Building Language for Your Child with Autism, Part 4: Building Expressive Vocabulary

This is the step where your child learns to actually say the words out loud. All of the tasks described in previous posts come into play when building your child’s expressive vocabulary. Picture cards are a useful tool again, because it just isn’t feasible to bring every object directly to your child. We certainly want them to learn the words bus and airplane, but it’s difficult to get those items into your living room!

The basic idea for building expressive vocabulary using picture cards is just to hold the card up and ask your child “what is it?” The intricacy comes in knowing how to prompt your child and how to fade that prompt. We talked previously about the importance of your child being able to imitate the words that you say. Imitation is the basis for the prompts you will use to build your child’s expressive vocabulary.

The first several times you ask your child the name of a new picture, you will likely have to model the word for him or her. For example, you ask your child “What is it?” If you do not get a response, you say “apple.” Ideally your child repeats the word “apple.” After a few tries, you can shorten your prompt to “app….” And then to “aaaa…….” And then perhaps to just opening your mouth as if to say “aaaa…” but not making a sound.

A Comprehensive Picture Card Library

It is a good idea to have a large selection of pictures ready to go when you start to teach the lessons we just described. Here are a few tips to help you choose or take appropriate pictures:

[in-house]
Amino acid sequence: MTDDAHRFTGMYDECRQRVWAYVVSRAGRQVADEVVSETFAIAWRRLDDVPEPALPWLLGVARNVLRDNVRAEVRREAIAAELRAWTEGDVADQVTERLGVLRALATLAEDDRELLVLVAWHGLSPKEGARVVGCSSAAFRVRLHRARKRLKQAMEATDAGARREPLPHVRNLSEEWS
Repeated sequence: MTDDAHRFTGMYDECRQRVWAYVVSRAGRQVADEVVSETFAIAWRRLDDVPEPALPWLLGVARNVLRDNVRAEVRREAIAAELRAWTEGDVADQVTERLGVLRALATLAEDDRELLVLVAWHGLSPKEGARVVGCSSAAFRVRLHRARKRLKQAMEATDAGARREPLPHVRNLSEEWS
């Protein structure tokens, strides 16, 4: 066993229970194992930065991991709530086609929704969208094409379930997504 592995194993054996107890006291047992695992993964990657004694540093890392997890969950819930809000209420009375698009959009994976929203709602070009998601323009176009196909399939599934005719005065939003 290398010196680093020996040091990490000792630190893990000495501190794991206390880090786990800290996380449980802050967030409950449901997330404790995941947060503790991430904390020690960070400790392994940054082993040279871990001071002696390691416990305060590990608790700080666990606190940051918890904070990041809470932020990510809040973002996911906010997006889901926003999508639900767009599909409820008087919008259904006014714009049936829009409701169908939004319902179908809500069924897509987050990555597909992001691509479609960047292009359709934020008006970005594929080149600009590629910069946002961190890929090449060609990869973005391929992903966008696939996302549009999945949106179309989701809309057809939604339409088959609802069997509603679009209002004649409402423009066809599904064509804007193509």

1. Start with words that are familiar to your child. Words like apple, cup and cookies may be better than ­saxophone or stethoscope.
  2. Start with pictures on a plain white, or a distraction free background.
  3. Make sure to have duplicates available for the matching tasks when you first start out.
  4. Consider taking multiple pictures of the same item (6 different apples for example) to help your child generalize their newly learned words.
  5. As your child becomes more comfortable learning new words move to more natural settings for your pictures.
  6. Have a broad range of pictures, across multiple categories, ready for when your child is ready to move forward!
  7. If you take the pictures yourself, consider having them laminated for durability.If you don’t have the time to make your own pictures, a 350-Card Set of photo flash cards called the Language Builder Picture Card Set is avaibable and is specifically tailored to meet the needs of an early language vocabulary building program.


This is a part of a series of guest posts by Angela Nelson on building language in children with autism. As the creator of the acclaimed Language Builder Picture Noun Card Set, Angela received her BA and JD from UCLA where she studied and practiced behavior psychology under Dr. Ivar Lovaas. She has been creating autism and special needs curriculum products since 1997.